So how do others handle the transition from work to retirement. Not picking up the phone, changing the phone number, moving with no forwarding address, learning to say NO?
Semi-retired is not the same as retired. I have promised myself that 2020 will be part time teaching and no new projects, so I will be free to sail long weekends April, May and September, October with longer sails June, July and August.
I am now at the stage where some of my students and those that I mentored early in their career, just as I had mentors early in my career, are mentoring others. That is my ongoing reward.
As some point I expect I will transition from this semi-retired state to fully retired.
Family commitments which I view as a positive, will still limit the duration of multi-week voyages, but maybe I can convince my daughter to let my grandson go for multi-day sails.
While my situation may be from a slightly different perspective due to my age, I think I can offer an opinion. Being retired military I was able to retire young. So most cruisers and travelers I run into are easily 20-25 years senior to me. For them, other than keeping in touch with kids and seeing grandkids, the transition seems pretty straightforward. For me, most of my peers might as well be in a different world. They’re still wrapped up in kids, mortgages and paying off debt. Having said that, I grew up in the “digital age” where I was an early pioneer of doing literally everything online. This has gotten even more so as the years go on. There is literally nothing I can’t do online or on the phone. However, from my experiences, a mail forwarding service is almost a requirement due to license renewals, banks ect. I actually had to close one of my bank accounts because they could not accept that my mail forwarding address was actually my address. (Simple Bank). Bank of America had no issues with this. Like many cruisers I run into, I use St Brendan’s Isle service out of Florida. Highly recommend them.
As far a totally disconnecting, is that what you really want? With social media you can be as alone or as connected as you want to be. My phone literally lives on “do not disturb” and the only time I turn it off is when expecting a call from a parts supplier or someone I’m dealing with for issues that arise. My friends know that if you want to get ahold of me, the only way is to either text me or message me on Instagram. So again, I’m only as “connected” as I want to be. My serene and remote anchorages are never disturbed by a ringing phone. Ever.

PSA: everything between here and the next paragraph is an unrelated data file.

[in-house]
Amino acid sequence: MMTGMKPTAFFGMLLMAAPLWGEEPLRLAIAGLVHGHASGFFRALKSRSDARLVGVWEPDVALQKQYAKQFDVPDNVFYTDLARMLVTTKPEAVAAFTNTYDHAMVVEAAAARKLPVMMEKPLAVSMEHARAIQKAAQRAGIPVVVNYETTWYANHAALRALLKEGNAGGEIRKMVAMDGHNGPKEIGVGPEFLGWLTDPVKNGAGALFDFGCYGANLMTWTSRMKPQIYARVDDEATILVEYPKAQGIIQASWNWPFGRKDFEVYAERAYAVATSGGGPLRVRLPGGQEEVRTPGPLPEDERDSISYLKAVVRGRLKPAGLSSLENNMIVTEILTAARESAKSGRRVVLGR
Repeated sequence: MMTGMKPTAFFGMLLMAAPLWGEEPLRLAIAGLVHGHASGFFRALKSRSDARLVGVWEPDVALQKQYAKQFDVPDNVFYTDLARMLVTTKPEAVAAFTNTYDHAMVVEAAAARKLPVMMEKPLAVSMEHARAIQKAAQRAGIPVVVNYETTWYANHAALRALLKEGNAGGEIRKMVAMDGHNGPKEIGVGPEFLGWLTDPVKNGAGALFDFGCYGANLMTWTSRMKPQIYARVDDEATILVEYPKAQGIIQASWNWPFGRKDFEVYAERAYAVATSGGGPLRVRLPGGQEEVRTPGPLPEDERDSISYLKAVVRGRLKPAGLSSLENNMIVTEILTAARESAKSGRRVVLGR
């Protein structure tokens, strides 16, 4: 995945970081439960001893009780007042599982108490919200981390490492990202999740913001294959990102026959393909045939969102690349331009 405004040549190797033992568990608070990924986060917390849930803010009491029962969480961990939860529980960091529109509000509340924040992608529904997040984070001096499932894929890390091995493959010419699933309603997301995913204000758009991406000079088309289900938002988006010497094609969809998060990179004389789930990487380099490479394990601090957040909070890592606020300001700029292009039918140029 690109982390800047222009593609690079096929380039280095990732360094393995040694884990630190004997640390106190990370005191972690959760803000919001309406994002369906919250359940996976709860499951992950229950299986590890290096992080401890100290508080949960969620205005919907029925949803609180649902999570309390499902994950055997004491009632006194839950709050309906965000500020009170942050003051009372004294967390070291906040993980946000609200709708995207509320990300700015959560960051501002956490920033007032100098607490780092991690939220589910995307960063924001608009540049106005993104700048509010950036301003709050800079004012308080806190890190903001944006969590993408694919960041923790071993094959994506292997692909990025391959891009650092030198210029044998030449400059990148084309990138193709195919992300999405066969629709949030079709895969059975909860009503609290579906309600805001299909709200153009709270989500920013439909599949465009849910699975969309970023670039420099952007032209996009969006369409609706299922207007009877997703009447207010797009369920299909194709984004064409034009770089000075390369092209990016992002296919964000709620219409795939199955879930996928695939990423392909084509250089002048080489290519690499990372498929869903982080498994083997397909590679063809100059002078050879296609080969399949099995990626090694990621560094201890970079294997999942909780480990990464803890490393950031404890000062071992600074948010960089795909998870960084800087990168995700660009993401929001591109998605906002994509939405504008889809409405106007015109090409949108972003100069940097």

I know many cruisers who literally cruise from one luxury marina to the next. They really haven’t left anything behind. Their choice obviously. But I think for many they choose to stay very connected to everything and everyone. Basically what I’m saying is that you yourself choose how far away you want to be from everything you’re talking about leaving behind. You don’t have to choose one or the other. There are times when I spend months alone exploring and anchoring where there are few, if any people. Other times I spend weeks in a port making friends and draining the local breweries.
So back to one of your points, at first it was a little difficult to adjust to “not really having to be anywhere” and the realization that “no, I don’t even have to keep my phone turned on, let alone answer it”. I’m still dealing with some of these things from time to time. I found that I started placing “timelines and schedules” on myself in the absence of them being imposed by others. I’ve had to actively work on reminding myself that I can go and stay anywhere for as long as I like. When I find myself stressing over self imposed schedules, I’ve often just dropped the anchor and spent a few days reading books. After a day or two I do realize that those schedules, self imposed or otherwise, really didn’t matter that much in the first place.